Concerning HAP prevention, it is essential to highlight that the concentration of HAP emitted from indoor biomass burning depends on several factors such as the type of stove, kitchen characteristics, fuel type, quantity of fuel, ventilation, and method of cooking that could influence the magnitude of HAP [23, 24]. In an effort to minimize HAP concentration associated with biomass fuel use, improved cookstove (ICS) interventions have been advocated and widely practiced as a potential solution in LMICs [25, 26]. However, biomass-fuelled ICS is controversial because of its properties of solid fuel combustion [27], and a recent systematic review revealed that previous trials examining the effect of biomass-fuelled ICSs on HAP concentration demonstrate a high statistical variability between estimates [28].

Also, despite the significant HAP reductions, the post-intervention levels are well above the WHO guideline [29]. For example, previous randomized controlled stove trials reported significant reductions for micro-environmental PM2.5 concentration reductions to 485, 320, and 119 in μg/m3 following local ICS interventions in Rwanda [30], Ghana [31], and India [26], respectively, which are all higher than the current air quality guideline value [20].

Moreover, previous systematic reviews reported that some biomass-fuelled ICS interventions are not delivering results that are even close to the levels needed [24], and data from both laboratory and field settings suggest many of the biomass-fuelled ICSs currently on the market have limited benefit in terms of HAP reduction [32]. For example, a more recent ICS trial found no evidence that an improved biomass-fuelled cookstove intervention reduced personal exposure to PM2.5 concentrations in μg/m3 among cooks and children [33]. The up-to-date, systematic reviews also concluded that studies on the effect of biomass-fuelled ICS interventions in LMICs are still limited, heterogeneous, and inconclusive [28, 29], which suggested the need for further research.

The magnitude of HAP [21, 22] and its association with child health outcomes [13, 34] have been reported in several observational studies in Ethiopia. However, despite some pilot trial efforts [35], no community-level biomass-fuelled ICS trial research had been conducted in Ethiopia as evidenced by the recent systematic reviews [36, 37]. Therefore, the effect of the biomass-fuelled Mirt ICS intervention on HAP reduction attracted considerable attention, as it is a recognized commercially distributed type of ICS in Ethiopia [38, 39], and investigation into its effect on HAP reduction had not been adequately dealt with in earlier community-level trial studies emphasizing the need for further investigation.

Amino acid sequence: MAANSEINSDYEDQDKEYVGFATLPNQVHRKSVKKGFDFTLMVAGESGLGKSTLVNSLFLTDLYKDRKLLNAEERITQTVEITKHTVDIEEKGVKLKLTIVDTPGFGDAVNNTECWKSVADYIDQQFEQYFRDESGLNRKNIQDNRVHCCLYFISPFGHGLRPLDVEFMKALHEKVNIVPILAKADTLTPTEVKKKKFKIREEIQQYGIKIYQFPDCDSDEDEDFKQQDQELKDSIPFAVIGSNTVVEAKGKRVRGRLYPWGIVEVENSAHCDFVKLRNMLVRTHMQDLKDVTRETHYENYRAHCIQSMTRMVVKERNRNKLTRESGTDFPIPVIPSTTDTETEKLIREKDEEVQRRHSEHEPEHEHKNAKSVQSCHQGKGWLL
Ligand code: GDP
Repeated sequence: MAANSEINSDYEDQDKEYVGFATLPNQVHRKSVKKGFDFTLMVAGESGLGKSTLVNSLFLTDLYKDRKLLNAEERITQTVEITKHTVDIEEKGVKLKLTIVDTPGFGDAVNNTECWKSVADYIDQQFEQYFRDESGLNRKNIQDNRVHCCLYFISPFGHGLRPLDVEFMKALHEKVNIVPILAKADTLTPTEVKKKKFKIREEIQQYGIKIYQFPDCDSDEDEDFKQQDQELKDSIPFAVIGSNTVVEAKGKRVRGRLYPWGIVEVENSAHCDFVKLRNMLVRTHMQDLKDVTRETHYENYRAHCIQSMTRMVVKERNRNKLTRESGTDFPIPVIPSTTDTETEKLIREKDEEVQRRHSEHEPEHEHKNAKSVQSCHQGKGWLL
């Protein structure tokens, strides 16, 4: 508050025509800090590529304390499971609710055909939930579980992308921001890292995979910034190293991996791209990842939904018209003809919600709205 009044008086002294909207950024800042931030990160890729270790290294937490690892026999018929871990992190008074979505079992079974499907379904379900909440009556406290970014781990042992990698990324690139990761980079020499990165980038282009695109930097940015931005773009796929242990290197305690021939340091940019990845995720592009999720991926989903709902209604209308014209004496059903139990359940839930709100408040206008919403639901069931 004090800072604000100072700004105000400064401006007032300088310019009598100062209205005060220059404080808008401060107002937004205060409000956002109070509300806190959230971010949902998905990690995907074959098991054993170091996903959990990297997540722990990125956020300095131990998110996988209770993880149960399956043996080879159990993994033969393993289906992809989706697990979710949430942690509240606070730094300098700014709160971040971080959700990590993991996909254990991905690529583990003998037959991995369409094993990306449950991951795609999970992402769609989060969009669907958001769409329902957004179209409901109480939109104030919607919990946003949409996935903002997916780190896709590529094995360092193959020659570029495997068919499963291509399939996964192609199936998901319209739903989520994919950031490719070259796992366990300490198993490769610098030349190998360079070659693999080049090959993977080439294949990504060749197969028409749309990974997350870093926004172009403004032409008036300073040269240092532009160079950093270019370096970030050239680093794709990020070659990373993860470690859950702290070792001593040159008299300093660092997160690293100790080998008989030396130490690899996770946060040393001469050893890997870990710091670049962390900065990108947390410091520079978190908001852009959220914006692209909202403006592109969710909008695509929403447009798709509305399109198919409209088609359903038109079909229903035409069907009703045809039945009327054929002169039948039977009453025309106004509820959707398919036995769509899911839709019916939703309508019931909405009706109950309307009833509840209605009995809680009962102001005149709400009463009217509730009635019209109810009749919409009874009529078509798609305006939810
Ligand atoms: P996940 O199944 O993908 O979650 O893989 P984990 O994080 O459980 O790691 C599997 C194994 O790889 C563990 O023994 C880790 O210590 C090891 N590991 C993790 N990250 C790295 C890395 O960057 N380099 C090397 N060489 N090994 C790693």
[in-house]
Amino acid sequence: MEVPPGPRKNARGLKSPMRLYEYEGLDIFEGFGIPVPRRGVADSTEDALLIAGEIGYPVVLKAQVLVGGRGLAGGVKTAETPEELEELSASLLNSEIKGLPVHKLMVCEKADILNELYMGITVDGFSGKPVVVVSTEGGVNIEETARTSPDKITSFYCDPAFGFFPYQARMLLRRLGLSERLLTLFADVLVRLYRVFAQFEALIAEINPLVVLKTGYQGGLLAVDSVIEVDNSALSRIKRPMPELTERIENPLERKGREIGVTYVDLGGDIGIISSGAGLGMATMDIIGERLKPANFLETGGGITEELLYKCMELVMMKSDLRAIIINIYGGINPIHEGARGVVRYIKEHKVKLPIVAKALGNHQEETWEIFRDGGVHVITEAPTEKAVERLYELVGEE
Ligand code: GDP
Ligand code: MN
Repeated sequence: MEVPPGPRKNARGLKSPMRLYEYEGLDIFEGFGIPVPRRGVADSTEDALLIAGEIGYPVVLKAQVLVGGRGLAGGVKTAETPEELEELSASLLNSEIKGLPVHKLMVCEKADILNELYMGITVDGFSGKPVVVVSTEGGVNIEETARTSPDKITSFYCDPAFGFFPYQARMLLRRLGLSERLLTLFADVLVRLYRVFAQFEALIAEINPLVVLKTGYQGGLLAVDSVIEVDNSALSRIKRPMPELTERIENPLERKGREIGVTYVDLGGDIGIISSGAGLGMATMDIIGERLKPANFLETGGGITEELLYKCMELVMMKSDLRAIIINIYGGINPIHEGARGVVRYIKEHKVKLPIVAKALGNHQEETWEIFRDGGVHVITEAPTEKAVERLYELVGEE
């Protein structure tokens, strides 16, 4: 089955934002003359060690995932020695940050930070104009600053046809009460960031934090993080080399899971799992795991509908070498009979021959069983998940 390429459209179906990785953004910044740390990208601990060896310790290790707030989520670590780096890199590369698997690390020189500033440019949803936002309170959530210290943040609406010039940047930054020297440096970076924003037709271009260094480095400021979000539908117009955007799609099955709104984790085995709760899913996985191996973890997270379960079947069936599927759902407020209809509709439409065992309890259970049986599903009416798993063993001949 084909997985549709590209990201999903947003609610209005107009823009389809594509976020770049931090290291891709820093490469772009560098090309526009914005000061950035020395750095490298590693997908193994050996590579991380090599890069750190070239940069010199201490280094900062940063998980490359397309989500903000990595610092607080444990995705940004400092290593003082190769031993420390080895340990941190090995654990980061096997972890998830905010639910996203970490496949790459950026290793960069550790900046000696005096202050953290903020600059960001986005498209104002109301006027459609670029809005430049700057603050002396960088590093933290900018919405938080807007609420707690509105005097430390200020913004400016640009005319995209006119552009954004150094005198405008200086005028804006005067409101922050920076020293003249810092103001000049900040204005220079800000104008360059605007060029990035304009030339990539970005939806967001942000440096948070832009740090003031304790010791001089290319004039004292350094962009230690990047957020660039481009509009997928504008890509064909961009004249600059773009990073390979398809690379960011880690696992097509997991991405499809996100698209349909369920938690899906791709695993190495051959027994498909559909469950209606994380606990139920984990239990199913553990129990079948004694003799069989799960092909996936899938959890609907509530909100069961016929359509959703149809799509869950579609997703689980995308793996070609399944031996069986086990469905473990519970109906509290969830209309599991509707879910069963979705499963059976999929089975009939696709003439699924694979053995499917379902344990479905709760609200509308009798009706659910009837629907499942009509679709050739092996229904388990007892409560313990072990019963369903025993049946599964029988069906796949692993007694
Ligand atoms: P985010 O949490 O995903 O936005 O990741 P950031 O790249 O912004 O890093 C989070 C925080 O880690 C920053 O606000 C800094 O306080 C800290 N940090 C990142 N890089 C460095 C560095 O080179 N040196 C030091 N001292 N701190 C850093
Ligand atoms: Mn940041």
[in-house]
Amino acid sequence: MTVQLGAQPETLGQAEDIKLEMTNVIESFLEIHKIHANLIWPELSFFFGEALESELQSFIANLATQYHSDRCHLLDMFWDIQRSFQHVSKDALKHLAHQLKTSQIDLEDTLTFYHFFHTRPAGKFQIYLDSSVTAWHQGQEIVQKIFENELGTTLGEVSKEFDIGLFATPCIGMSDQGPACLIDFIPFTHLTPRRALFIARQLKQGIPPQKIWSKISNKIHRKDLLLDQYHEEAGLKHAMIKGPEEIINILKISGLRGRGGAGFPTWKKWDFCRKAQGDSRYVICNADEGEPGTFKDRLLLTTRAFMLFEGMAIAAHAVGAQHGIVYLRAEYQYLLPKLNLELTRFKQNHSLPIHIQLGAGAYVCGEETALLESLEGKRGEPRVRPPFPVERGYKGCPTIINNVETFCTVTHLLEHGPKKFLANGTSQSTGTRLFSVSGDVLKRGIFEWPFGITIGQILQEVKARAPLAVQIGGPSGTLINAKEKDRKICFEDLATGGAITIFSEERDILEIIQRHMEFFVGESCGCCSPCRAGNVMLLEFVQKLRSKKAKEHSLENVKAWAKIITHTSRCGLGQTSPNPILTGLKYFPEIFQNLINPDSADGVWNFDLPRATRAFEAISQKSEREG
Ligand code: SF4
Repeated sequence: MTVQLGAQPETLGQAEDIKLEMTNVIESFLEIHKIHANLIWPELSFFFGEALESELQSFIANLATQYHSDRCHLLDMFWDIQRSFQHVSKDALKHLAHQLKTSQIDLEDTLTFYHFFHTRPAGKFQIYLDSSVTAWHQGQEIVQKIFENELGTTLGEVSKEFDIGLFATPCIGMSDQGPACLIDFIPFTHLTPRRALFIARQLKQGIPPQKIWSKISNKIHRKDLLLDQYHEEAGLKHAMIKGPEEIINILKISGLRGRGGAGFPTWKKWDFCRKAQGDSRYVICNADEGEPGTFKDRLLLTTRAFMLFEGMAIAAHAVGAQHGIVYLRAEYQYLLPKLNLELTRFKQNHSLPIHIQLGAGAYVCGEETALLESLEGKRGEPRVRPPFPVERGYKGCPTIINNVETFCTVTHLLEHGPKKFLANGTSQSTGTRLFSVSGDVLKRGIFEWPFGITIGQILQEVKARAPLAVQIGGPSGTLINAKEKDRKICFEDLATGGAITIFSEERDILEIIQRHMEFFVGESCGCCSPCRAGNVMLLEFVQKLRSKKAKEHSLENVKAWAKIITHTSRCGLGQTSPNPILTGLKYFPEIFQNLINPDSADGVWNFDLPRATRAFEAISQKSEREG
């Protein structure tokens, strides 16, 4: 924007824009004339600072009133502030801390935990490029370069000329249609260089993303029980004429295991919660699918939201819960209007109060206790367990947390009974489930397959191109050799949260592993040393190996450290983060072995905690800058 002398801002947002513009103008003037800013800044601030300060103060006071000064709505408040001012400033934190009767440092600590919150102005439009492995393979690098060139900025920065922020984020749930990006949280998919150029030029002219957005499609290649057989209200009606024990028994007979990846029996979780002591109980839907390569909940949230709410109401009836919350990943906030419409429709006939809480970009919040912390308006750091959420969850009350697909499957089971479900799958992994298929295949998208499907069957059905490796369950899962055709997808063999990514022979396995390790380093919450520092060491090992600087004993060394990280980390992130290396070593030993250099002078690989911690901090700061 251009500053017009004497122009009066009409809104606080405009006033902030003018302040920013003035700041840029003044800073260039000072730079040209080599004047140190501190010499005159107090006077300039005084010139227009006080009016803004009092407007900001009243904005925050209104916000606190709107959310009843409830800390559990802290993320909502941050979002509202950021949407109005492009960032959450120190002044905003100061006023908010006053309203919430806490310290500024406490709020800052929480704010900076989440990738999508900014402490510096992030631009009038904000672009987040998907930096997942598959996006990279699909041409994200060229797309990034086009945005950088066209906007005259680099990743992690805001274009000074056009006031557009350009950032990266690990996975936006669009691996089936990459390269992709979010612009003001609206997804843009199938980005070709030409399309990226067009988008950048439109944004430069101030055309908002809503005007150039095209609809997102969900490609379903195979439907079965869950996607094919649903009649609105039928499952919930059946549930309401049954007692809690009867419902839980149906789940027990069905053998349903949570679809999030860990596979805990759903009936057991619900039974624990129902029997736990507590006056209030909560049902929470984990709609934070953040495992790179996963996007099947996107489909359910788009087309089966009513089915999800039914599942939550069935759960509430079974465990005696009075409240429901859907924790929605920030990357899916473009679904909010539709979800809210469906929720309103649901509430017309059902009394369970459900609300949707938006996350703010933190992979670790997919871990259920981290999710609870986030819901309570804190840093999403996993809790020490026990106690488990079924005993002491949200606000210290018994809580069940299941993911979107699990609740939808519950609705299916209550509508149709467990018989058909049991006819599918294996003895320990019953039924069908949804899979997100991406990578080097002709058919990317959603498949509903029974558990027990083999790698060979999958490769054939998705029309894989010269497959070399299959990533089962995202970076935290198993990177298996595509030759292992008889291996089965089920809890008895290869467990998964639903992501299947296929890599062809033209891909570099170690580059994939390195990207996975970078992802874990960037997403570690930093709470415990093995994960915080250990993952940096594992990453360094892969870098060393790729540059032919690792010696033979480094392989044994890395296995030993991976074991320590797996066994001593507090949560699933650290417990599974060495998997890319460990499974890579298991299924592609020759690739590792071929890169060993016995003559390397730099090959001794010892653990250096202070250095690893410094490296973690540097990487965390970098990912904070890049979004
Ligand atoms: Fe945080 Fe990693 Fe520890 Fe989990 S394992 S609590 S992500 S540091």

Thus, given the high burden of HAP and lack of trial studies in Ethiopia, we conducted this cluster randomized controlled trial study to assess the effect of biomass-fuelled ICS intervention on the concentration of HAP compared with the continuation of an open burning TCS method. Consequently, this manuscript reports on the effect of the ICS intervention in a low-income community of Northwest Ethiopia, which is considered representative of the majority of households in the country. The study was addressed an important gap in cookstove trial evidence by testing whether the Ethiopian biomass-fuelled ICS intervention can significantly reduce HAP concentration or not.

Materials and methods of the study

Study locations and context

Ethiopia is situated in the Northeastern part of Africa and occupies an area of 1.1 million square kilometers ranging from 4620 m above sea level to 148 m below sea level [40]. The country possesses three major topographic-induced climatic zones, the hot lowlands (Kolla) located 1500 below, the temperate (Wayna Dega) which range 1500–2400, and the cool temperate highlands (Dega) located above 2400 m above sea level [40, 41].

The average annual temperature is approximately 15–20 and 25–30 °C for highlands and lowlands, respectively [41]. This trial was conducted in a low-income rural community of the Mecha Health and Demographic Surveillance System (MHDSS) site in Northwest Ethiopia. MHDSS site is a field research center established in 2013 by Bahir Dar University to carry out and support postgraduate level studies in the region. It is located 525 km away from the capital city of Ethiopia, Addis Ababa, towards Northwest and 40 km far away from the capital city of Amhara Regional State, Bahir Dar. According to the official population profile report of MHDSS, the study area comprises 132 clusters/Gots with a total of 65,086 populations within 20631 houses at the end of 2016.